Menzies (Ming) Campbell is one of the few politicians in Britain who is universally admired and respected by people of all parties and by the voting public. Born into an ordinary Glasgow family, Ming spent much of his youth striving to become an international athlete. He describes vividly what it was like to take part in both the Olympics and the Commonwealth Games while still relatively inexperienced. Such was his ability that he held the UK 100 metres record from 1967 to 1974. His interest in politics deepened after he began his successful legal career and he became an MP at the age of 46. His outspoken but statesmanlike views on the conduct of British foreign policy made him well known as a parliamentary performer, particularly during the controversial invasion of Iraq. Even his struggle to overcome cancer, movingly described in this book for the first time, didn't prevent him performing his duties as Deputy Leader to great acclaim. His characteristically candid look behind the scenes of the politics and personalities of the past twenty years is of great interest. This is a memoir to be enjoyed for its honesty, warmth and wit as well as its insights.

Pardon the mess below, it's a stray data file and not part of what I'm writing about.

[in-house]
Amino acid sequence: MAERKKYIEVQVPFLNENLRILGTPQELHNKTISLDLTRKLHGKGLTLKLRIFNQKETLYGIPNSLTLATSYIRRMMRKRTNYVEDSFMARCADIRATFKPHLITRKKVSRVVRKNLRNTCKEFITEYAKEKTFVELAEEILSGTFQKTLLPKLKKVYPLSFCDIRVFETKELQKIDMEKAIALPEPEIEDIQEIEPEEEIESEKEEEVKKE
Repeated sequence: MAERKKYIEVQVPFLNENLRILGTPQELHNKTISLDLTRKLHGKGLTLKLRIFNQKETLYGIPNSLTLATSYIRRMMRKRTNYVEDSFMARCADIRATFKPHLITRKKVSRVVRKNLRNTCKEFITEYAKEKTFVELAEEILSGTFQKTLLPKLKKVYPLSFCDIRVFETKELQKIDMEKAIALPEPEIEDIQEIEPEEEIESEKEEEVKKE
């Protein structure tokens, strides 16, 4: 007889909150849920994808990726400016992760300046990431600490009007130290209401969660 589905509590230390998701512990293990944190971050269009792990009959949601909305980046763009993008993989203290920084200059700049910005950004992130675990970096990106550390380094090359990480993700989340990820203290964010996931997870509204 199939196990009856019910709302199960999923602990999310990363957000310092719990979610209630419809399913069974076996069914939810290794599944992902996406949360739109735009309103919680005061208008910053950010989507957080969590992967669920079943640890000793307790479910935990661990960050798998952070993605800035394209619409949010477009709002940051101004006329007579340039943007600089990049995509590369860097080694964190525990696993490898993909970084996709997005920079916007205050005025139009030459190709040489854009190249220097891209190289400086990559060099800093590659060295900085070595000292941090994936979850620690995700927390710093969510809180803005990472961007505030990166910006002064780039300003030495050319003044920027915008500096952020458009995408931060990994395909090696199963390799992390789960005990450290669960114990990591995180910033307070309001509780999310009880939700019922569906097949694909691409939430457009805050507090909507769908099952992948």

It's the story of one man's efforts to succeed in a world where the qualities he embodies are rarely apparent - and seldom valued.
Sir Menzies Campbell is the former leader of the Liberal Democrats. He competed in the 1964 Olympics and the 1966 Commonwealth Games, was captain of the UK athletics team 1965-6 and held the UK 100 metres record from 1967 to 1974. He was awarded the CBE in 1987 and knighted in the 2004 New Year Honours list.